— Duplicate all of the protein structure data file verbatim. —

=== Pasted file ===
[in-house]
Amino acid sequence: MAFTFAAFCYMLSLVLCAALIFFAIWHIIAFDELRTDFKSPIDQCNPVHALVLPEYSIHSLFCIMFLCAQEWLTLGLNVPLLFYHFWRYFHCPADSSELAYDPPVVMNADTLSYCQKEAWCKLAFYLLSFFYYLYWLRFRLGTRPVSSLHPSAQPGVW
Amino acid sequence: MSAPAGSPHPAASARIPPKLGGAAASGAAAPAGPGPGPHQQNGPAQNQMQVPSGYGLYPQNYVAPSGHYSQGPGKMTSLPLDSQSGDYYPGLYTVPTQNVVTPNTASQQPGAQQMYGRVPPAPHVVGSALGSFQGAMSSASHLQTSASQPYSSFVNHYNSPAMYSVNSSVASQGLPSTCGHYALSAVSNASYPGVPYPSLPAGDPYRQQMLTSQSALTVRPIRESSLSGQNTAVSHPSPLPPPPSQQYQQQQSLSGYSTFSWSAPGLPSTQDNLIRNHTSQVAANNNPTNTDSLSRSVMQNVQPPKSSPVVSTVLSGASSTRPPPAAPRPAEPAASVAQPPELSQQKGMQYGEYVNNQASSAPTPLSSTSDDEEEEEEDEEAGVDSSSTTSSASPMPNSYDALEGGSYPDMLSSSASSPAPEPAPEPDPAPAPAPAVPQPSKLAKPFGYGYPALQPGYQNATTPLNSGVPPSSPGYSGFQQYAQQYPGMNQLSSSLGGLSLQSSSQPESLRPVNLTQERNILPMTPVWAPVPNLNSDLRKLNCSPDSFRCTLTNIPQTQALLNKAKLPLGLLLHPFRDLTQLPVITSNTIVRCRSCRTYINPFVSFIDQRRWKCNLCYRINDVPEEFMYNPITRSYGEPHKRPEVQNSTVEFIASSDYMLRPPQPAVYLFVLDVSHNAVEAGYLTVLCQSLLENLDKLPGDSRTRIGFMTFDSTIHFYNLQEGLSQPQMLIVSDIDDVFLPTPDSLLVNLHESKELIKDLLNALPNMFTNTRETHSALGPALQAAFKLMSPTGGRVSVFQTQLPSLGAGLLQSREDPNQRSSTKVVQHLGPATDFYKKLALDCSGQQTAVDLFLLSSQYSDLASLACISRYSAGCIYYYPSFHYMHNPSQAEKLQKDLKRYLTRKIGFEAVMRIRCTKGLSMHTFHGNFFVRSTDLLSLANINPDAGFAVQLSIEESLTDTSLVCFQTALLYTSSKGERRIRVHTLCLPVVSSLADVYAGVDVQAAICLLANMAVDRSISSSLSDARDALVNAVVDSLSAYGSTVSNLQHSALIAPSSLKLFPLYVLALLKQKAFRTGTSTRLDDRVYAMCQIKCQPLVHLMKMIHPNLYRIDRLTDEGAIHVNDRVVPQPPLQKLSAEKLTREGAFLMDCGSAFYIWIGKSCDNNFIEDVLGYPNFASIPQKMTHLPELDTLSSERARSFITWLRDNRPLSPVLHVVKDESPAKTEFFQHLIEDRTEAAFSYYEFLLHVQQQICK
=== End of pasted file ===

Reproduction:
[in-house]
Amino acid sequence: MAFTFAAFCYMLSLVLCAALIFFAIWHIIAFDELRTDFKSPIDQCNPVHALVLPEYSIHSLFCIMFLCAQEWLTLGLNVPLLFYHFWRYFHCPADSSELAYDPPVVMNADTLSYCQKEAWCKLAFYLLSFFYYLYWLRFRLGTRPVSSLHPSAQPGVW
Amino acid sequence: MSAPAGSPHPAASARIPPKLGGAAASGAAAPAGPGPGPHQQNGPAQNQMQVPSGYGLYPQNYVAPSGHYSQGPGKMTSLPLDSQSGDYYPGLYTVPTQNVVTPNTASQQPGAQQMYGRVPPAPHVVGSALGSFQGAMSSASHLQTSASQPYSSFVNHYNSPAMYSVNSSVASQGLPSTCGHYALSAVSNASYPGVPYPSLPAGDPYRQQMLTSQSALTVRPIRESSLSGQNTAVSHPSPLPPPPSQQYQQQQSLSGYSTFSWSAPGLPSTQDNLIRNHTSQVAANNNPTNTDSLSRSVMQNVQPPKSSPVVSTVLSGASSTRPPPAAPRPAEPAASVAQPPELSQQKGMQYGEYVNNQASSAPTPLSSTSDDEEEEEEDEEAGVDSSSTTSSASPMPNSYDALEGGSYPDMLSSSASSPAPEPAPEPDPAPAPAPAVPQPSKLAKPFGYGYPALQPGYQNATTPLNSGVPPSSPGYSGFQQYAQQYPGMNQLSSSLGGLSLQSSSQPESLRPVNLTQERNILPMTPVWAPVPNLNSDLRKLNCSPDSFRCTLTNIPQTQALLNKAKLPLGLLLHPFRDLTQLPVITSNTIVRCRSCRTYINPFVSFIDQRRWKCNLCYRINDVPEEFMYNPITRSYGEPHKRPEVQNSTVEFIASSDYMLRPPQPAVYLFVLDVSHNAVEAGYLTVLCQSLLENLDKLPGDSRTRIGFMTFDSTIHFYNLQEGLSQPQMLIVSDIDDVFLPTPDSLLVNLHESKELIKDLLNALPNMFTNTRETHSALGPALQAAFKLMSPTGGRVSVFQTQLPSLGAGLLQSREDPNQRSSTKVVQHLGPATDFYKKLALDCSGQQTAVDLFLLSSQYSDLASLACISRYSAGCIYYYPSFHYMHNPSQAEKLQKDLKRYLTRKIGFEAVMRIRCTKGLSMHTFHGNFFVRSTDLLSLANINPDAGFAVQLSIEESLTDTSLVCFQTALLYTSSKGERRIRVHTLCLPVVSSLADVYAGVDVQAAICLLANMAVDRSISSSLSDARDALVNAVVDSLSAYGSTVSNLQHSALIAPSSLKLFPLYVLALLKQKAFRTGTSTRLDDRVYAMCQIKCQPLVHLMKMIHPNLYRIDRLTDEGAIHVNDRVVPQPPLQKLSAEKLTREGAFLMDCGSAFYIWIGKSCDNNFIEDVLGYPNFASIPQKMTHLPELDTLSSERARSFITWLRDNRPLSPVLHVVKDESPAKTEFFQHLIEDRTEAAFSYYEFLLHVQQQICK